Heavily influenced by her uncle, Buster Cooper, a ten-year member of the famed Duke Ellington Band, Siobhan has been dancing to jazz tunes well before she could walk. At the age of three she paired that dancing with singing in the Mt. Zion Missionary Baptist Church in Saint Petersburg, Florida. Her love for music blossomed when she was introduced to classical arias and American folk and traditional music at John Hopkins Middle School, under the direction of Music teacher, Stanley Butts. Encouraged by her music teacher to begin classical training and further her music studies, Siobhan attended the Pinellas County Center for the Arts. It was there that she began her classical training from voice teacher Dawn Eubanks. During her tenure at the center, she received numerous awards and accolades, including being named a finalist in the Walker Rising Stars scholarship foundation and being a featured soloist at the National Holocaust Remembrance project in Washington D.C.
After graduation, Siobhan attended the University of South Florida in Tampa and received a degree in Classical Voice under the direction of Dr. Warren Jaworski. Currently, Siobhan is the lead singer of her band Siobhan Monique and “The Negro Ninja’s” as well as the current lead in the off-Broadway musical Freedom’s Song, playing the role of Sara. She has appeared in 1940’s Radio Hours, as Geneva Lee Brown, in Platinum Theaters Bella Voce, as Bess in Porgy and Bess, in Inertia the Musical as Summer Breeze, and in New York’s very own Cranky Cabaret.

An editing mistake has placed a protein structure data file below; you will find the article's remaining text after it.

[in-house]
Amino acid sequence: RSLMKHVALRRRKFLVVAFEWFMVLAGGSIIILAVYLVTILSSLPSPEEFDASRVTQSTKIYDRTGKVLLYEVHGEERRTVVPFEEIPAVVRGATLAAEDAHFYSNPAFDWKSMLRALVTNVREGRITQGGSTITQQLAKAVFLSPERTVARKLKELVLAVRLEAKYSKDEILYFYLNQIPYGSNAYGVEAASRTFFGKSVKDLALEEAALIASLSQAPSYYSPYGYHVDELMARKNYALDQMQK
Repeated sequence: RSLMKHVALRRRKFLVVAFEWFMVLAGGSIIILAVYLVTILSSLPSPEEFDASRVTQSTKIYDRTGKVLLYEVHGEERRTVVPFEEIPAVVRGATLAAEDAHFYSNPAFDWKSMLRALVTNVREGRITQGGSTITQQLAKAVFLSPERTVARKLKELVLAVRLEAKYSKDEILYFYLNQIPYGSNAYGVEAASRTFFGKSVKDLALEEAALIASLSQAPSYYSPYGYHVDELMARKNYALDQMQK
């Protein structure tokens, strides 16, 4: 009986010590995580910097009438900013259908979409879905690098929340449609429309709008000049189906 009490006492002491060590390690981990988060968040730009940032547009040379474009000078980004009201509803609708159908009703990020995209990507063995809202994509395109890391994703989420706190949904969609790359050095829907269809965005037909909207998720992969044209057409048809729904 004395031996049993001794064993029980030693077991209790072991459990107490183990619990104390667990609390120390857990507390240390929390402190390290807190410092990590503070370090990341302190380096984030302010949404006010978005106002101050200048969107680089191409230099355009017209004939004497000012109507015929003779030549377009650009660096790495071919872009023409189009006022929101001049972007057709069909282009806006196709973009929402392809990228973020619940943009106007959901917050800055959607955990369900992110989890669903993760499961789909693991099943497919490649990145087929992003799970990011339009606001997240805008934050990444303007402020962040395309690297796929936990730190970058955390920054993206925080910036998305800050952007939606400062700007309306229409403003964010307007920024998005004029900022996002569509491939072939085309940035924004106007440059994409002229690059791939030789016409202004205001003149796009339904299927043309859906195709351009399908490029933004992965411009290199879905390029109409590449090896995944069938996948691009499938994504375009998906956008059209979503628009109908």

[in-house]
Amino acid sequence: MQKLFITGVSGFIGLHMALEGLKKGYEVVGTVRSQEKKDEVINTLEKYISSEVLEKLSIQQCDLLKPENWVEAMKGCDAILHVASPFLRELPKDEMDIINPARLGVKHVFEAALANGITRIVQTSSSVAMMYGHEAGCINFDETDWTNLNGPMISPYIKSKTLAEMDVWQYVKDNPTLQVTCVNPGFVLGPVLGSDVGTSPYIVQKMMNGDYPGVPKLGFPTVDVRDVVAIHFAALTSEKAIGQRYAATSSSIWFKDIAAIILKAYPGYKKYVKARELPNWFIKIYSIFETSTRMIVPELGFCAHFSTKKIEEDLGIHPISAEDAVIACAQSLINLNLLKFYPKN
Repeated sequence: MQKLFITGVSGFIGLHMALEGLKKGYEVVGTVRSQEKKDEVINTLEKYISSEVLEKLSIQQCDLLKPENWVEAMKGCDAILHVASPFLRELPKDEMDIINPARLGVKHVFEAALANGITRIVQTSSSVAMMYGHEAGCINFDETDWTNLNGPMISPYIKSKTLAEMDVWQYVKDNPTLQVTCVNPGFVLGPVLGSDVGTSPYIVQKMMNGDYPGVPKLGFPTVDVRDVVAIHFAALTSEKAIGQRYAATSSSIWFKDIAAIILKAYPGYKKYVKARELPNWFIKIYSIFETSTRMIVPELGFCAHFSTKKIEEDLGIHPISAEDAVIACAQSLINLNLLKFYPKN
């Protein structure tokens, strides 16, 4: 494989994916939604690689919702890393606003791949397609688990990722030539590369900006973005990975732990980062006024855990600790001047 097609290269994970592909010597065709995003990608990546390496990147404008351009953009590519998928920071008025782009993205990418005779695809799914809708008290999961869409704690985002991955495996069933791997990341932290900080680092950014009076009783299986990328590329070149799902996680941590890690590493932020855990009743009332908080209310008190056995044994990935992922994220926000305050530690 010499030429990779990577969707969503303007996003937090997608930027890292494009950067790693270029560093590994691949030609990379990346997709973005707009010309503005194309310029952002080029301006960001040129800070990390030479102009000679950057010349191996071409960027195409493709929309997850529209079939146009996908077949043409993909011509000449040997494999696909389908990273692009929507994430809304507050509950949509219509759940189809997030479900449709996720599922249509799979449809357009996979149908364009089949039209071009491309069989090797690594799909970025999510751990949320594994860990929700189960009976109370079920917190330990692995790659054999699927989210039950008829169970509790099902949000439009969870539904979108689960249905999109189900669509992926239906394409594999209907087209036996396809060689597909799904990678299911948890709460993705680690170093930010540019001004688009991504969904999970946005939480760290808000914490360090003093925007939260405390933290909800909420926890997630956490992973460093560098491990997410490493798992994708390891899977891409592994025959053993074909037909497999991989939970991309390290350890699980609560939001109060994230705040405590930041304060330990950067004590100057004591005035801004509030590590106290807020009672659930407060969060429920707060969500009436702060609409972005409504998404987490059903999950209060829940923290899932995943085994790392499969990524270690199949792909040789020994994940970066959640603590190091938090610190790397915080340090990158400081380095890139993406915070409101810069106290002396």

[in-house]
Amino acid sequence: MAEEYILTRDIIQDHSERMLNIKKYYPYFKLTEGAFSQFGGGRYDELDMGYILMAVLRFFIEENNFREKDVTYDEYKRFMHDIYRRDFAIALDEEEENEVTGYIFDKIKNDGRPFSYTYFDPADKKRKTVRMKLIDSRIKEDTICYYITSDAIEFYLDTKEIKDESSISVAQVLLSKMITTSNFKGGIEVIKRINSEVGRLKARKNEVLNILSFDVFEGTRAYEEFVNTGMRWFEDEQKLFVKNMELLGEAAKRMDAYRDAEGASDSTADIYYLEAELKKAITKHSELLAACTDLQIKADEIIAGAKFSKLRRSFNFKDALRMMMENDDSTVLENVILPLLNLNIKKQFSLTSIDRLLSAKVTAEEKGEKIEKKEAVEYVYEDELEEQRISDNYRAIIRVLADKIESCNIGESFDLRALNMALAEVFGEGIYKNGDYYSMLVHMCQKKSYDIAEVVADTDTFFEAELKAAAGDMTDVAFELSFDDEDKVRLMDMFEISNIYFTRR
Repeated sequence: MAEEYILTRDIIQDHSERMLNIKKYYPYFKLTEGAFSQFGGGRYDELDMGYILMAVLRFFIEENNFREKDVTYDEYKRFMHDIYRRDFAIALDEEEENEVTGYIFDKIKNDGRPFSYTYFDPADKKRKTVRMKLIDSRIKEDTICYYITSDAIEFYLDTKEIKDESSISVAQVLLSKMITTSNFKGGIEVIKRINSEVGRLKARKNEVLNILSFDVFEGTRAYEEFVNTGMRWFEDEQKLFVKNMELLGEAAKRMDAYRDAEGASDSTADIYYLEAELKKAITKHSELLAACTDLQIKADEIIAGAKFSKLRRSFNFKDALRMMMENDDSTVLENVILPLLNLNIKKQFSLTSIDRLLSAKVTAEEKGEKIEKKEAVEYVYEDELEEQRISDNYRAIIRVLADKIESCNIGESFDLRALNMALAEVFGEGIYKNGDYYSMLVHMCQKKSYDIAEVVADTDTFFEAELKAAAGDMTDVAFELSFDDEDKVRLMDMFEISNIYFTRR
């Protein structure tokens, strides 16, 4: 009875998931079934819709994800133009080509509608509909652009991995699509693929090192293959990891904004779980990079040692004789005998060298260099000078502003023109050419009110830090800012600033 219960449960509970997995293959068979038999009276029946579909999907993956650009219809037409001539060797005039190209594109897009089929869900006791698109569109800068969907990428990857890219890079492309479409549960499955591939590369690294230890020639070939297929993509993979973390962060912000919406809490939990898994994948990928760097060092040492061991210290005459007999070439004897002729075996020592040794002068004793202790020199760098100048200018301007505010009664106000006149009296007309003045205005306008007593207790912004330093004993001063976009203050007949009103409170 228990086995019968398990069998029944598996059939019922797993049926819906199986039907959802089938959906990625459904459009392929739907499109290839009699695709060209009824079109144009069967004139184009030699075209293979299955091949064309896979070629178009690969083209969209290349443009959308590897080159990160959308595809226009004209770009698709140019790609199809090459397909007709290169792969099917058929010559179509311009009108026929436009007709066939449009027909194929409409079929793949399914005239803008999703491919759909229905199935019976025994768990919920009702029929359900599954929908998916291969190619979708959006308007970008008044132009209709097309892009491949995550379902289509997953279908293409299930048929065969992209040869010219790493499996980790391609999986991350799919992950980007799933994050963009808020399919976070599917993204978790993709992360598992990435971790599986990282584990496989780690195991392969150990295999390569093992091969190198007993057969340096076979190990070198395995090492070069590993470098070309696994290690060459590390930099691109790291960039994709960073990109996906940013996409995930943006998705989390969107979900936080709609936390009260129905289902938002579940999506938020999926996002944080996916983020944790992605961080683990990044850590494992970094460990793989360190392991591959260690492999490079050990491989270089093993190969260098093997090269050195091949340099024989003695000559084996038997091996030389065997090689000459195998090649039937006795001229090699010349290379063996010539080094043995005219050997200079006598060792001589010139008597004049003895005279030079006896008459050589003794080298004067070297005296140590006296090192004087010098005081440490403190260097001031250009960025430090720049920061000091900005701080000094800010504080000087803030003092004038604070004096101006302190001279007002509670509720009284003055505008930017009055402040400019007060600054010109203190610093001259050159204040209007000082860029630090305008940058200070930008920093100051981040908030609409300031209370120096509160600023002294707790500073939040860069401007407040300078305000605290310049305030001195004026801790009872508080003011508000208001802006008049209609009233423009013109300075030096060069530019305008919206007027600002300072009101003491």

Siobhan has also created her own one-woman show at New York’s famous Duplex Theater, “Siobhan Monique and More.” Always expanding her vocal prowess, Siobhan has been the lead vocalist Duke Ellington alum, Buster Cooper and his jazz band, and she has sung lead for the jazz and funk band, The Groove. Siobhan has recently started her own business “Siobhan Monique Inc” where she uses music as a healing component and therapy for those in and need and facing life threatening illness.
Her artistic work is also influenced by her favorite singer and activist, Nina Simone who stressed that it is the duty of every artist to reflect the times and speak truthfully on them to help mold a better tomorrow. Siobhan also lives by the words of her grandmother who told her to always remain gracious and grateful and to remember that who have helped along the way. Such influence and advice has been the catalyst for Siobhan’s growth as a performer.
While she is not singing Siobhan enjoys modeling, listening to Jazz greats such as Diane Schurr, Sarah Vaughn, and Ella Fitzgerald, as well as other great jazz musicians from the 1940s-1950s. More importantly, Siobhan enjoys spending time with family and friends. Aiming to maximize her God-given talent, Siobhan wishes to use the gift of song to spread joy and love with the sincere hope that in these crucial and desperate times, the music will break down barriers and ultimately bring people together.